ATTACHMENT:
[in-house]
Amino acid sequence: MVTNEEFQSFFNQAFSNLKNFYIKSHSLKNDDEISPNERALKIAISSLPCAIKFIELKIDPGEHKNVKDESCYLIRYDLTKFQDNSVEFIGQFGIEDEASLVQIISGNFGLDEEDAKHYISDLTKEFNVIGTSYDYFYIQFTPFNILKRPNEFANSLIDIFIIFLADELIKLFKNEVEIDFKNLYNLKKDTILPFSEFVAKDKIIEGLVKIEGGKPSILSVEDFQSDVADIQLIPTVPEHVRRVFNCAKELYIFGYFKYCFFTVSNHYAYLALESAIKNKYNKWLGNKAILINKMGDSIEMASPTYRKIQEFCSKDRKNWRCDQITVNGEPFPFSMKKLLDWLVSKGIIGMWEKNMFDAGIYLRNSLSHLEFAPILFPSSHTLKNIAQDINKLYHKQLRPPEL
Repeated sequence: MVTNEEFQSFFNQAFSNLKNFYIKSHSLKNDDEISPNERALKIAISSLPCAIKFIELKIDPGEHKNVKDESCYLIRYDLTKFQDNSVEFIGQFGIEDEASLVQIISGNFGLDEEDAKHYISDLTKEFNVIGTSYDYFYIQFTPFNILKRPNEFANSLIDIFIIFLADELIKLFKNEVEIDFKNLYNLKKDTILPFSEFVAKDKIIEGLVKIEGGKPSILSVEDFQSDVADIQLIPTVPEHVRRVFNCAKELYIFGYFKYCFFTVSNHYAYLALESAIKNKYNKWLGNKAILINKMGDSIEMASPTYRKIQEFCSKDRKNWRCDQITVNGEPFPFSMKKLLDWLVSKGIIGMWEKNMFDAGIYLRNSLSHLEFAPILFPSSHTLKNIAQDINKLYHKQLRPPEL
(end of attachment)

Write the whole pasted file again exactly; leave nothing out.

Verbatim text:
[in-house]
Amino acid sequence: MVTNEEFQSFFNQAFSNLKNFYIKSHSLKNDDEISPNERALKIAISSLPCAIKFIELKIDPGEHKNVKDESCYLIRYDLTKFQDNSVEFIGQFGIEDEASLVQIISGNFGLDEEDAKHYISDLTKEFNVIGTSYDYFYIQFTPFNILKRPNEFANSLIDIFIIFLADELIKLFKNEVEIDFKNLYNLKKDTILPFSEFVAKDKIIEGLVKIEGGKPSILSVEDFQSDVADIQLIPTVPEHVRRVFNCAKELYIFGYFKYCFFTVSNHYAYLALESAIKNKYNKWLGNKAILINKMGDSIEMASPTYRKIQEFCSKDRKNWRCDQITVNGEPFPFSMKKLLDWLVSKGIIGMWEKNMFDAGIYLRNSLSHLEFAPILFPSSHTLKNIAQDINKLYHKQLRPPEL
Repeated sequence: MVTNEEFQSFFNQAFSNLKNFYIKSHSLKNDDEISPNERALKIAISSLPCAIKFIELKIDPGEHKNVKDESCYLIRYDLTKFQDNSVEFIGQFGIEDEASLVQIISGNFGLDEEDAKHYISDLTKEFNVIGTSYDYFYIQFTPFNILKRPNEFANSLIDIFIIFLADELIKLFKNEVEIDFKNLYNLKKDTILPFSEFVAKDKIIEGLVKIEGGKPSILSVEDFQSDVADIQLIPTVPEHVRRVFNCAKELYIFGYFKYCFFTVSNHYAYLALESAIKNKYNKWLGNKAILINKMGDSIEMASPTYRKIQEFCSKDRKNWRCDQITVNGEPFPFSMKKLLDWLVSKGIIGMWEKNMFDAGIYLRNSLSHLEFAPILFPSSHTLKNIAQDINKLYHKQLRPPEL